Parents talk social media
Thursday, Apr 20, 2017 06:00 am
What can parents do to keep children safe in this technology driven world?
It was that question from a group of parents at Mitford School that prompted an open discussion about social media and the Internet earlier this month.
“I think it is really important to address those issues that parents want to hear about and want to know about – all that information will only help those kids,” said Jaimie Anton, one of the parents behind the initiative.
“A big part of it is being proactive and educated.”
As part of the Hot Topic series hosted by Stepping Stones to Mental Health, in partnership with Rocky View Schools, approximately 20 parents attended the talk earlier this month, initiated by the parent council to educate other parents and caretakers about social media, bullying and how to handle situations.
“We hate cell phones – they are very invasive and we find they are the biggest source of bullying around,” Nancy Dutchik, principal of Mitford explained to the crowd of parents on April 11.
“Kids are so anxious nowadays – when you say ‘no’ you are setting healthy boundaries, a computer is a helpful tool but (cell phones) are a toy.”
During a presentation from Jennifer Ingham, a Telus representative and Cochrane mother of three, the crowd discussed their children’s obsession with Facebook, Instagram and Snapchat.
One parent shared a story of discovering his daughter was bullied online. When he confronted the parents of the accused, he was met with denial from the other father about his child’s involvement. Another dad shared how he asked his daughter to delete her Instagram due to privacy concerns, his daughter’s only response was, “Do you know how long it took me to get 25,000 followers?”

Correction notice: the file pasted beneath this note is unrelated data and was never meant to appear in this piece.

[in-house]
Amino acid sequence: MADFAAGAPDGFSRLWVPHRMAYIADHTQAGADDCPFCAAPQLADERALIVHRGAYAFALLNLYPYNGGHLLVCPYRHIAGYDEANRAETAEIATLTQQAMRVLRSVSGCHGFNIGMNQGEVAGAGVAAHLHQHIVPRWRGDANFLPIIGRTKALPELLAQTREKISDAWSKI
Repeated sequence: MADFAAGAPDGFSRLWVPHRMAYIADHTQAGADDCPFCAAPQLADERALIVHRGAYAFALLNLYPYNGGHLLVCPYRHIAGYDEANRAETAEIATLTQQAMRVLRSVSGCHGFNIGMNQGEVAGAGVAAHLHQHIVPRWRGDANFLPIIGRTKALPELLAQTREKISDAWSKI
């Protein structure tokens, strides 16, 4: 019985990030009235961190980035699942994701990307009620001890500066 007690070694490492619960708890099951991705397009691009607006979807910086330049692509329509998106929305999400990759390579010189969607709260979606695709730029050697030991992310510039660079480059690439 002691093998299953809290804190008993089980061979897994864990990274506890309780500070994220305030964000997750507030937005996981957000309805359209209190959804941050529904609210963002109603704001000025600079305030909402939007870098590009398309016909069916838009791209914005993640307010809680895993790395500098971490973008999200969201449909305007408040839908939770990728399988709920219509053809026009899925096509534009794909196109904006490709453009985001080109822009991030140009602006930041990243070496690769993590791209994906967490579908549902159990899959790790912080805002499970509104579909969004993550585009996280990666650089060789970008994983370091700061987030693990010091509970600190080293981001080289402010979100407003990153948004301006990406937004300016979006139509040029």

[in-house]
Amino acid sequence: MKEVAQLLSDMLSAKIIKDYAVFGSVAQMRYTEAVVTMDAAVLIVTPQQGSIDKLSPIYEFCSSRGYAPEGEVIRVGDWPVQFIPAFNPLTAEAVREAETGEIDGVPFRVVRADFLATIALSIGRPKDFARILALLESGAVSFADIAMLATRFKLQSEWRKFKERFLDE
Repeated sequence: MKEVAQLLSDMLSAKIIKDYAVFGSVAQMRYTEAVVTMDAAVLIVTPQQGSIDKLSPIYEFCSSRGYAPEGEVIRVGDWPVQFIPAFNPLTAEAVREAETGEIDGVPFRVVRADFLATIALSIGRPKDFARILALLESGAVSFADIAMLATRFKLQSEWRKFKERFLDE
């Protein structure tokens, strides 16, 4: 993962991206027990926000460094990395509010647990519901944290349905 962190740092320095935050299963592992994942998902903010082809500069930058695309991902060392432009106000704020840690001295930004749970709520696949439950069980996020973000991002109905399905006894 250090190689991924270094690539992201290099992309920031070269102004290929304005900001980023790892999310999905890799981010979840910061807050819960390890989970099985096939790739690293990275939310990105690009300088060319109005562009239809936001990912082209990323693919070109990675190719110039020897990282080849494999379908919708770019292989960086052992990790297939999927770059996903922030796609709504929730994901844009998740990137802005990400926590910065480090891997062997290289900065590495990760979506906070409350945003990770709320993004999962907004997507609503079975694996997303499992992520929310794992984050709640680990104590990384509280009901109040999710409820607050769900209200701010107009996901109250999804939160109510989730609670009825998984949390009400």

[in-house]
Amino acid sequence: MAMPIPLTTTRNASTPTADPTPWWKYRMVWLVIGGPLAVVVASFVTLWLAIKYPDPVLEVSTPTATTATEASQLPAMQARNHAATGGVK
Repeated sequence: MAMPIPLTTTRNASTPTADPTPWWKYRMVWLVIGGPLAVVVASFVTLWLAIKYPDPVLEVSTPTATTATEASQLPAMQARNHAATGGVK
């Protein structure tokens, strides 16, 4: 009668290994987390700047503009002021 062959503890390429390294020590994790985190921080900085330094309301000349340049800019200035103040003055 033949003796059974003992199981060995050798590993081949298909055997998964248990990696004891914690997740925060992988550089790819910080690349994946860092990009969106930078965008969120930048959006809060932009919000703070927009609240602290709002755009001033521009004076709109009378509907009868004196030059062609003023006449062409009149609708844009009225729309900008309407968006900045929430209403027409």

When Ingham suggested following all of your children’s social media accounts, one set of parents said they had seven kids.
“How am I supposed to live my life through my children,” the father asked.
Throughout the discussion parents offered tips, such as no phones during commute drives, random spot checks allowing parents full access to their child’s phone at any time, and no phones at supper or night.
“We have this huge need to be updated but we don’t need it. We need to teach there is a time and place and live by the examples we set for our kids,” Dutchik said.
It was also suggested parents set up a pass code to lock cell phones, in case it is ever lost or stolen, and monitor privacy settings on all social media to have limited or no public access to a minor’s accounts.
A follow-up meeting will be held on May 2 to further explore social media and the issues surrounding it.
“We are just trying to help parents build understanding with the complex youth today,” Dutchik said.
For more contact Mitford School at 403-932-4457.